Twitter Demographics

The data shown below were collected from the profiles of 6 tweeters who shared this research output. Click here to find out more about how the information was compiled.

Mendeley readers

The data shown below were compiled from readership statistics for 160 Mendeley readers of this research output. Click here to see the associated Mendeley record.

Geographical breakdown

Country Count As %
United States 2 1%
United Kingdom 1 <1%
Indonesia 1 <1%
Czechia 1 <1%
Unknown 155 97%

Demographic breakdown

Readers by professional status Count As %
Student > Master 35 22%
Researcher 24 15%
Student > Ph. D. Student 22 14%
Student > Bachelor 21 13%
Student > Doctoral Student 13 8%
Other 24 15%
Unknown 21 13%
Readers by discipline Count As %
Medicine and Dentistry 34 21%
Nursing and Health Professions 31 19%
Psychology 15 9%
Social Sciences 15 9%
Sports and Recreations 13 8%
Other 23 14%
Unknown 29 18%

Attention Score in Context

This research output has an Altmetric Attention Score of 4. This is our high-level measure of the quality and quantity of online attention that it has received. This Attention Score, as well as the ranking and number of research outputs shown below, was calculated when the research output was last mentioned on 16 August 2016.
All research outputs
#1,804,486
of 8,223,523 outputs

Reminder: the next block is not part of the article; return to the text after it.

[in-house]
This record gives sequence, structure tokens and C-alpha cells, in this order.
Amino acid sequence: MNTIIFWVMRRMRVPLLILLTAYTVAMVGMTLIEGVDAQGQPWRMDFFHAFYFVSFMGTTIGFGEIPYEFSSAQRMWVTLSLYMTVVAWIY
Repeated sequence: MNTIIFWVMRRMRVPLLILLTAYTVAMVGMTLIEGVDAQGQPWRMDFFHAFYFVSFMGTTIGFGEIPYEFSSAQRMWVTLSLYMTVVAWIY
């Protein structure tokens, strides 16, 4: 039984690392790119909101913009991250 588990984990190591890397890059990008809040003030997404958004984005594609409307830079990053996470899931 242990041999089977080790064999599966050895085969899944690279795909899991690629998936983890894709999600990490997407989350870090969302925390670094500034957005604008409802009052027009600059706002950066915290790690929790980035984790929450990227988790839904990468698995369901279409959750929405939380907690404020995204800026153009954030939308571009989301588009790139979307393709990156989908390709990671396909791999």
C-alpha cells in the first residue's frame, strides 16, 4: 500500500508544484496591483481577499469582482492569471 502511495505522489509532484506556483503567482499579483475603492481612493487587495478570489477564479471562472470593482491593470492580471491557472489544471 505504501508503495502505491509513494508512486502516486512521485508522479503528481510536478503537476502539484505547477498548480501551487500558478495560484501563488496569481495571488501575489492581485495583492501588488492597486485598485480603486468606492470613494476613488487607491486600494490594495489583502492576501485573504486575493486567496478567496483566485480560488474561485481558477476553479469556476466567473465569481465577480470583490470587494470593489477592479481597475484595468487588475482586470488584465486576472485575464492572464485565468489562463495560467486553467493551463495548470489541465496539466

Outputs from BMC Public Health
#2,519
of 6,960 outputs
Outputs of similar age
#60,316
of 238,003 outputs
Outputs of similar age from BMC Public Health
#97
of 269 outputs
Altmetric has tracked 8,223,523 research outputs across all sources so far. Compared to these this one has done well and is in the 77th percentile: it's in the top 25% of all research outputs ever tracked by Altmetric.
So far Altmetric has tracked 6,960 research outputs from this source. They typically receive more attention than average, with a mean Attention Score of 9.0. This one has gotten more attention than average, scoring higher than 62% of its peers.
Older research outputs will score higher simply because they've had more time to accumulate mentions. To account for age we can compare this Altmetric Attention Score to the 238,003 tracked outputs that were published within six weeks on either side of this one in any source. This one has gotten more attention than average, scoring higher than 74% of its contemporaries.
We're also able to compare this research output to 269 others from the same source and published within six weeks on either side of this one. This one has gotten more attention than average, scoring higher than 63% of its contemporaries.